Severe aortic stenosis (AS) is increasing in frequency as the population ages. For a subset of patients in whom surgical conventional aortic valve replacement is excluded due to severe co-morbidities, an alternative to surgical aortic valve replacement – transcatheter aortic valve replacement (TAVI)- has emerged with a first-in-man case performed in France in 2002 by Pr. Alain Cribier. Since 2002, TAVI has undergone many modifications from first generation devices, and the technique is now performed routinely in selected centres to treat patients with symptomatic severe aortic stenosis who are ineligible or at high-risk for conventional surgical aortic valve replacement. Two transcatheter heart valves, the “Edwards Sapien valve” and the Medtronic Corevalve” are available in Europe. More than 30,000 procedures have been performed worldwide in the last decade.
Although gender differences in cardiovascular disease (CVD) have been explored for a long time, only a limited number of studies have been conducted to clarify differences between male and female patients with aortic stenosis (AS), in terms of clinical presentation and outcome, after surgical aortic valve replacement (AVR). Certain studies have shown an increased short-term mortality rate among women and the female gender has been identified as one of the predictors of peri-operative mortality after cardiac surgery by EuroSCORE.
The Institut Cardiovasculaire Paris-Sud (ICPS) started a TAVI program in September 2006. In order to address the issue of gender differences in clinical presentation and outcome of TAVI for severe aortic stenosis, clinical characteristics and outcome of 131 women and 129 men treated in ICPS from 2006 to december 2010, were compared. Data were collected prospectively and entered in a dedicated database.
When investigating cancer cells, researchers discovered numerous peculiarities: Particular RNA molecules are present in large numbers, particular genes are overactive. Do these characteristics have a relation to cancer? Do they promote cell growth? Do they inactivate growth brakes or are they just a whim of nature? To find clues for answering these questions scientists perform what are called loss-of-function analyses. They knock out (silence) the gene of interest in living cells or whole organisms and subsequently look for any changes in the cells’ metabolism, physiology or behavior in order to find out whether specific cellular functions are lost.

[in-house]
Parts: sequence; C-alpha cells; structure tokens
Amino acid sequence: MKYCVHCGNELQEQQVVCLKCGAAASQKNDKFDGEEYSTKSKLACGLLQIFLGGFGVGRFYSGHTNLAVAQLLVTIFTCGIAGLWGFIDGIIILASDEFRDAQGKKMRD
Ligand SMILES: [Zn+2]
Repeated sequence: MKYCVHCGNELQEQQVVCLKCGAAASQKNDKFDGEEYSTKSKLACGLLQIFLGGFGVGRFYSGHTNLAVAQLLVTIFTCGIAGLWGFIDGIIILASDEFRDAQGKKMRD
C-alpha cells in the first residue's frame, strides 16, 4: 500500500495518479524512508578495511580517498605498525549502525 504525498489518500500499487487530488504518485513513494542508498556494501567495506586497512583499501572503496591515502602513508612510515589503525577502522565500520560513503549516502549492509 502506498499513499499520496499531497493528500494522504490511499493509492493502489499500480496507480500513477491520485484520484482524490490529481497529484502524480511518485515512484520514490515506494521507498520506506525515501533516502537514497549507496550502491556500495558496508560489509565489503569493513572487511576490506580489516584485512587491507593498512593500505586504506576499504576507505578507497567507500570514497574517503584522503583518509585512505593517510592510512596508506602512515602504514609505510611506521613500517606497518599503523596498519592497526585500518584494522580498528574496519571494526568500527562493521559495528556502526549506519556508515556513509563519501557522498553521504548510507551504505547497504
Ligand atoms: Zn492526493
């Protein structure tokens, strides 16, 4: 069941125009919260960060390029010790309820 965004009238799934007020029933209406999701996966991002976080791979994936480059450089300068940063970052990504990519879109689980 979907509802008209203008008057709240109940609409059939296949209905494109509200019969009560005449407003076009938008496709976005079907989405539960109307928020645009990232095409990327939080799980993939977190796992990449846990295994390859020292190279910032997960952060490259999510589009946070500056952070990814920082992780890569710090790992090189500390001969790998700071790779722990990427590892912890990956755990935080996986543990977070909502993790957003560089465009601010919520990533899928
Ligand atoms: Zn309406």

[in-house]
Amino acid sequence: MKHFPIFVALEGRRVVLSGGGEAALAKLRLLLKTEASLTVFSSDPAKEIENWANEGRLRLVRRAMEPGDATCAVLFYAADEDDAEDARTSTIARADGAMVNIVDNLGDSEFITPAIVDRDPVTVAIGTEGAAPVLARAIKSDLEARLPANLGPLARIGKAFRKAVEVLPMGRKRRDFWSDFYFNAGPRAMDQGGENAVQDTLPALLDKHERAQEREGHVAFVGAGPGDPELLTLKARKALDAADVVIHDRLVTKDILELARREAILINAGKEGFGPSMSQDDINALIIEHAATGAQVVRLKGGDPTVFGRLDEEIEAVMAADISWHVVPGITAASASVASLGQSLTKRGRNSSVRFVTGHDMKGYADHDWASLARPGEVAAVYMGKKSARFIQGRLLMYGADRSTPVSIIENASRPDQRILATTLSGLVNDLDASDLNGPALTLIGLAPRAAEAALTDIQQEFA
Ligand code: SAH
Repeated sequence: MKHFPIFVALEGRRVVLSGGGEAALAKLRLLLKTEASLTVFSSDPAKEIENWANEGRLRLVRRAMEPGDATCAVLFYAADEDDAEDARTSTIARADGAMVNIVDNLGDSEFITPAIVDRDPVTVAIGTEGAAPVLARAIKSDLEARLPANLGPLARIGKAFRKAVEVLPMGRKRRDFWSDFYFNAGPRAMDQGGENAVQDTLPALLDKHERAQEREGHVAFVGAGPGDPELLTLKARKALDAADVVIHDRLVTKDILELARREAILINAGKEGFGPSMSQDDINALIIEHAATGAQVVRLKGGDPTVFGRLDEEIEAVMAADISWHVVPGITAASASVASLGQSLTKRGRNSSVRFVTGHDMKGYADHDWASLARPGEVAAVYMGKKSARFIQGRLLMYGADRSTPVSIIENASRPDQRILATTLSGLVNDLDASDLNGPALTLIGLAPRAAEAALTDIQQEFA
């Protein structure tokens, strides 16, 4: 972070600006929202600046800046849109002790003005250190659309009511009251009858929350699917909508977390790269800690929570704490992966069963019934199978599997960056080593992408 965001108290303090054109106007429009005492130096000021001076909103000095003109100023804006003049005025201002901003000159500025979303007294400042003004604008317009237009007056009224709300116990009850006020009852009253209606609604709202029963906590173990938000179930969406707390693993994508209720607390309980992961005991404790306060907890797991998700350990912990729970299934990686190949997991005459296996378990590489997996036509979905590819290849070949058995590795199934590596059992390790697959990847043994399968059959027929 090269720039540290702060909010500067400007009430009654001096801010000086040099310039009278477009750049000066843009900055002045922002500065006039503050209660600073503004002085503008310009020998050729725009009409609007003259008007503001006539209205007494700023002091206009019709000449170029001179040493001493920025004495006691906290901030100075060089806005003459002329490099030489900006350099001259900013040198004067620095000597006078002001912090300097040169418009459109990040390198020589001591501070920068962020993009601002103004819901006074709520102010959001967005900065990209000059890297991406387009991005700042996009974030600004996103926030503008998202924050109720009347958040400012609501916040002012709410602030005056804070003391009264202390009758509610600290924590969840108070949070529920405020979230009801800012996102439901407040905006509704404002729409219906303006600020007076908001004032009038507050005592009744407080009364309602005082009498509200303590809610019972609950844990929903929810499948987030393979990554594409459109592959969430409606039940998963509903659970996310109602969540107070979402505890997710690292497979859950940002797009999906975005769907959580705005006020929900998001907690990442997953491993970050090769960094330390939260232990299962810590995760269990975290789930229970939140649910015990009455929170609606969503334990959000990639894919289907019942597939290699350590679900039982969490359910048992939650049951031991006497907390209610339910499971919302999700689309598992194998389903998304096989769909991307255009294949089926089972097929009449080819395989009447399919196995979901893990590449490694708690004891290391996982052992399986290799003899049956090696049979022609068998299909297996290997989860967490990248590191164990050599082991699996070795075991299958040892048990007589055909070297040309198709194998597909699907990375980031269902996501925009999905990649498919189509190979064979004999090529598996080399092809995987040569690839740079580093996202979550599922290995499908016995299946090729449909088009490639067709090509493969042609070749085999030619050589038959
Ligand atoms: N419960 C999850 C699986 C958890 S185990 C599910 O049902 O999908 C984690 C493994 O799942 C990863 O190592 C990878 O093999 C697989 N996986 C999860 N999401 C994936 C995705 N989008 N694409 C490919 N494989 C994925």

“However, what was still missing was a method for selectively silencing those genes that do not code for proteins,” said Dr. Sven Diederichs, who is head of a Junior Research Group at DKFZ and at the Institute of Pathology of Heidelberg University. With his team, the molecular biologist has now developed a new method for selectively silencing such non-protein-coding genes and, thus, determining their function. “In many cancers we find that specific non- coding genes are particularly active. Therefore, we want to understand what the RNA molecules transcribed from these genes bring about in the tumor cells.”
Diederichs and his team have based their method on the use of zinc finger nucleases. These are engineered protein molecules that cut DNA at precisely defined sites and thus facilitate specific targeting and cutting of genes. Although the cell’s repair machinery will re-connect the two ends after the cutting process, silencing works well for protein-coding genes. The repair enzymes usually do not repair the site precisely and insert small defects. This destroys the protein information so that the proteins can no longer be formed.
The spa industry is booming, particularly in China and India, as more men and aging boomers seek pain relief as well as relaxing and luxury treatments, including $1,250 facials.
Massage is still the most popular request, but people with deep pockets can opt for pricier treatments such as the ultra-expensive facial from New York skincare expert Dangene, who is booked months in advance.
Treatments ranging from plasma therapy, in which a patient’s platelet-rich plasma is extracted from their blood and injected into wrinkles, and infrared saunas to oxygen therapy and salt rooms are also giving a boost to the $250 billion industry.
Humanitarian aid workers said on Tuesday a rapid resolution to the Libyan conflict would help them bring urgent help to the residents of Tripoli, where medicine and fuel supplies have run low and many foreigners have fled.